Student involvement makes a difference at Manchester High
By Martha Marteney - Staff Writer
Manchester - posted Fri., Jun. 24, 2011
For Samantha Gates, Manchester High School’s Class of 2011 valedictorian, Math Team was one of the things she most enjoyed about high school. “I’ve always been very math-science oriented,” said Gates. “Our math team has made it to states consistently.”
“I’ve always put academics first,” added Gates, recognizing that she could not participate in everything. She knew it was important to find the things she enjoyed most and be 100-percent involved in those things.
Gates has also been involved with the Activities Planning Board, which is responsible for organizing social events, school fundraisers and first-day programs for freshmen. “It kept me social,” she said.
Gates and fellow senior Sarah Cinquemani initiated a student petition in response to changes made to the school's mid-term exam schedule. “That was the first student activism we’d seen in years,” said Gates. “I’d like to see more student initiatives.” More than half the student body signed the petition in just one day. “We found a real following because it affected their education and performance.”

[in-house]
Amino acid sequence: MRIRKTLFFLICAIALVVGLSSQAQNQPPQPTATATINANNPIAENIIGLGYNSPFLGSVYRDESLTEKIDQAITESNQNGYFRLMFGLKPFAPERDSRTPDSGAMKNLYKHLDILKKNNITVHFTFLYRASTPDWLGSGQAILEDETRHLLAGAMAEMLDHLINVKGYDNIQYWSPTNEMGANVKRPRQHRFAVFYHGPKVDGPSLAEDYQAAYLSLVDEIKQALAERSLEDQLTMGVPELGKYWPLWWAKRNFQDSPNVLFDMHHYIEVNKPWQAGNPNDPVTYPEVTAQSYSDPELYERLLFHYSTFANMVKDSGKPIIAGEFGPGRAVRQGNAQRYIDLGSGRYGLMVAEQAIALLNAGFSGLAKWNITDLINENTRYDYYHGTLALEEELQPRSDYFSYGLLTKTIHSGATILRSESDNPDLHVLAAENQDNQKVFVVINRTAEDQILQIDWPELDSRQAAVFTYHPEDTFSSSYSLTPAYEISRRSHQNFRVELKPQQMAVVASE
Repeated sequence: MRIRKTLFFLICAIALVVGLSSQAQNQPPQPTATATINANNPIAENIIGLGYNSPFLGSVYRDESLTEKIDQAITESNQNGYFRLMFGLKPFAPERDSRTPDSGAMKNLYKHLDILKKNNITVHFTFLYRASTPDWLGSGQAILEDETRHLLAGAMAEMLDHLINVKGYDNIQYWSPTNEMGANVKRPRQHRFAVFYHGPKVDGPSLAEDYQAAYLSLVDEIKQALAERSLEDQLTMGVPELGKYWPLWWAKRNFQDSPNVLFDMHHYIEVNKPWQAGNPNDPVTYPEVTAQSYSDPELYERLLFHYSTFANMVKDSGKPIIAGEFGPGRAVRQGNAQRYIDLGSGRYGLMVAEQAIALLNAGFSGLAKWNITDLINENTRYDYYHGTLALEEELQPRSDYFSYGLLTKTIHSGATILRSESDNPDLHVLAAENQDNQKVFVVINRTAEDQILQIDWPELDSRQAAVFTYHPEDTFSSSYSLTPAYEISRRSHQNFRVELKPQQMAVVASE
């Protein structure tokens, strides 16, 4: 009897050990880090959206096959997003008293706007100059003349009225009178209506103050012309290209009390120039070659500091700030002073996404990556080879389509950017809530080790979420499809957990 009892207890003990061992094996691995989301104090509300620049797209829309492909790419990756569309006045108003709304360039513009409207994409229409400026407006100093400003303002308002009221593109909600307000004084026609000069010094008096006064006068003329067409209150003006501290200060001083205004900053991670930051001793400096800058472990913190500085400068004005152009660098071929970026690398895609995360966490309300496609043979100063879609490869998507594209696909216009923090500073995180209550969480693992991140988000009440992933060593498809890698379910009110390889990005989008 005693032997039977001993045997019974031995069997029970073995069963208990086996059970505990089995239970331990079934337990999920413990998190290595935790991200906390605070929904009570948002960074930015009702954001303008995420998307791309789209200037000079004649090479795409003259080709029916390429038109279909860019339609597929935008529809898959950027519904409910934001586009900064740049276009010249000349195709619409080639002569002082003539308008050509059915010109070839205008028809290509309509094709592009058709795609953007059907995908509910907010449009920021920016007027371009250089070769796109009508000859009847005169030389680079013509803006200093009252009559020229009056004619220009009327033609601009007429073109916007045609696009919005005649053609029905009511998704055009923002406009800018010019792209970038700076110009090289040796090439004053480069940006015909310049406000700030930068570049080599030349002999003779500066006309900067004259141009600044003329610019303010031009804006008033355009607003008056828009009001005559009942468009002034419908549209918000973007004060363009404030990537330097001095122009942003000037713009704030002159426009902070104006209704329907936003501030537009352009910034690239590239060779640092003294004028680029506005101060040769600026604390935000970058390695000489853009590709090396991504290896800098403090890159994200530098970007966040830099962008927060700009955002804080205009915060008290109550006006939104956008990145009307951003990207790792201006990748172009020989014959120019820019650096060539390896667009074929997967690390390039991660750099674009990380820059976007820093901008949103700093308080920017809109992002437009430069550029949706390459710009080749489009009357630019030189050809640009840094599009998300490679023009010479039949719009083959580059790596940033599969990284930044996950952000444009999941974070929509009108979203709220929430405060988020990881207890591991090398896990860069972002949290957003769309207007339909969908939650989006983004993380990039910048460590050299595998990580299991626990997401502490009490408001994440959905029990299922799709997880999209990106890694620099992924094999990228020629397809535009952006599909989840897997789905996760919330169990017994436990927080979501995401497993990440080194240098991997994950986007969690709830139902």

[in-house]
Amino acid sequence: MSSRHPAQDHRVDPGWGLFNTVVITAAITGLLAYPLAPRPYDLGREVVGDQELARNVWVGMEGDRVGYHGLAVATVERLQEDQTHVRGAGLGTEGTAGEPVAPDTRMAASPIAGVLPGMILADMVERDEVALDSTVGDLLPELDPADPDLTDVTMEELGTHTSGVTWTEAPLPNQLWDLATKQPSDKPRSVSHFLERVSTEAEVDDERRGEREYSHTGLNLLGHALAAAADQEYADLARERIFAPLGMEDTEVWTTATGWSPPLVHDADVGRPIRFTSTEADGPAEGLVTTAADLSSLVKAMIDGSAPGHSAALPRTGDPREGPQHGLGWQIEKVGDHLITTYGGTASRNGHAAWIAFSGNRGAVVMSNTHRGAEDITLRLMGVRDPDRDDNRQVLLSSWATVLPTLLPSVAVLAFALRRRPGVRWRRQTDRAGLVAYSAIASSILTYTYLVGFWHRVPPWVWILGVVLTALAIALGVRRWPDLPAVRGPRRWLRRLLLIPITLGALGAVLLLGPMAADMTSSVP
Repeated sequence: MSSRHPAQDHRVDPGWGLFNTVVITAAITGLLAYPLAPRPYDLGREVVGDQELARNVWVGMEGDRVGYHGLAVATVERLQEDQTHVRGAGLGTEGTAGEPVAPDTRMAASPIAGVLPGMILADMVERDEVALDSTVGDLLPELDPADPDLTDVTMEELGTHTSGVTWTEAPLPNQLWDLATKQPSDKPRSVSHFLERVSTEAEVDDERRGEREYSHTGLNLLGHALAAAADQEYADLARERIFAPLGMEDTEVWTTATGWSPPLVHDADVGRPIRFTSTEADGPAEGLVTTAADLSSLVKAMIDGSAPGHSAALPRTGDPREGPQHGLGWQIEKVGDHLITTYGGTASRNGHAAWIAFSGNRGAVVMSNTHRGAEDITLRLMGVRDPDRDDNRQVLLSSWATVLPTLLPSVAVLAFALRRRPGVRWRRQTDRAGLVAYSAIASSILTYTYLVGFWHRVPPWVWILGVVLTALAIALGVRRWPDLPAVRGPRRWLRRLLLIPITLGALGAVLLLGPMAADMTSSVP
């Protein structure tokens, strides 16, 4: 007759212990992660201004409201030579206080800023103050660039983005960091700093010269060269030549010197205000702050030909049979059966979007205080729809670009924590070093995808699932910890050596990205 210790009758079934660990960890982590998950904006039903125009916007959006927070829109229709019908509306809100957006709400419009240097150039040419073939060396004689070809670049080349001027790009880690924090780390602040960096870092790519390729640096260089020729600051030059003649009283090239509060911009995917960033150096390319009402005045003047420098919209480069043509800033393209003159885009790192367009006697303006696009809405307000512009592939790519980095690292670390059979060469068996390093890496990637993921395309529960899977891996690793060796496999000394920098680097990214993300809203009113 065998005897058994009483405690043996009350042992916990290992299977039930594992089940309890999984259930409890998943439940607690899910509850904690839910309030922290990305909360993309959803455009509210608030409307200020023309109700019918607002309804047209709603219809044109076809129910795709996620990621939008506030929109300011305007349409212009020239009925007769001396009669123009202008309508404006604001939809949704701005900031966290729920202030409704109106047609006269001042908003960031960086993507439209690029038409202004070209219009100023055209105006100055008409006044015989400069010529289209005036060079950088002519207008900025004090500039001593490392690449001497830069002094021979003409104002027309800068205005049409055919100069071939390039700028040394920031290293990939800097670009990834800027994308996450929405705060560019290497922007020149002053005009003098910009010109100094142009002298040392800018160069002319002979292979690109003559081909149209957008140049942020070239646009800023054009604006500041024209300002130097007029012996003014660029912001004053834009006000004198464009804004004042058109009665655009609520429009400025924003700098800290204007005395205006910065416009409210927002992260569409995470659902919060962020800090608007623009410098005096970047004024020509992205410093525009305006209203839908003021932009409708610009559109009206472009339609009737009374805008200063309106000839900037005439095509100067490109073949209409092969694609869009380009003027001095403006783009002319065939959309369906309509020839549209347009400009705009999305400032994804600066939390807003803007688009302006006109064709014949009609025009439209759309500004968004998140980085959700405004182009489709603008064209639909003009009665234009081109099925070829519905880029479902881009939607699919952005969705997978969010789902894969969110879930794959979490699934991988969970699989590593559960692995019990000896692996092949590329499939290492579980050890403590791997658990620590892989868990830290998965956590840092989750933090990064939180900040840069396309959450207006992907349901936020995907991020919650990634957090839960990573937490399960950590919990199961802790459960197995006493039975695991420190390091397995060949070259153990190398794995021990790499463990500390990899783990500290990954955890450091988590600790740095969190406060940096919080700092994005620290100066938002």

Being named valedictorian, Gates said, “It means all the hard work has paid off. It’s an honor and I’m very proud.” Next year, she will be studying engineering at Brown University.
“I’ve been involved in leadership a really long time,” said Manchester High School Class of 2011 President Megan Sargent. “I really wanted to be involved, especially in high school, to eliminate the boundaries that keep students from participating.” One way in which Sargent encouraged more student involvement was through votes during school assemblies for class events, such as the theme for the prom or homecoming. “It’s supposed to be the best part of our lives,” she said about high school senior year.
“One of the things with our class is we are the first class to graduate that went through the Freshmen Center,” noted Sargent. She found having the separate space for freshmen made the transition easier. “I think it was a good experience,” she said.
Sargent did not feel that the fights that brought police to the school in December characterize the class, adding, “I think it made us stronger.” Sargent felt that it made the students want to highlight the positive elements at the school. She also credited the teachers for keeping the students focused.
Sargent will be studying elementary education through the honors program at Eastern Connecticut State University. “I want to use my leadership abilities in the Christian fellowship group,” she said, “and maybe try writing for the newspaper.”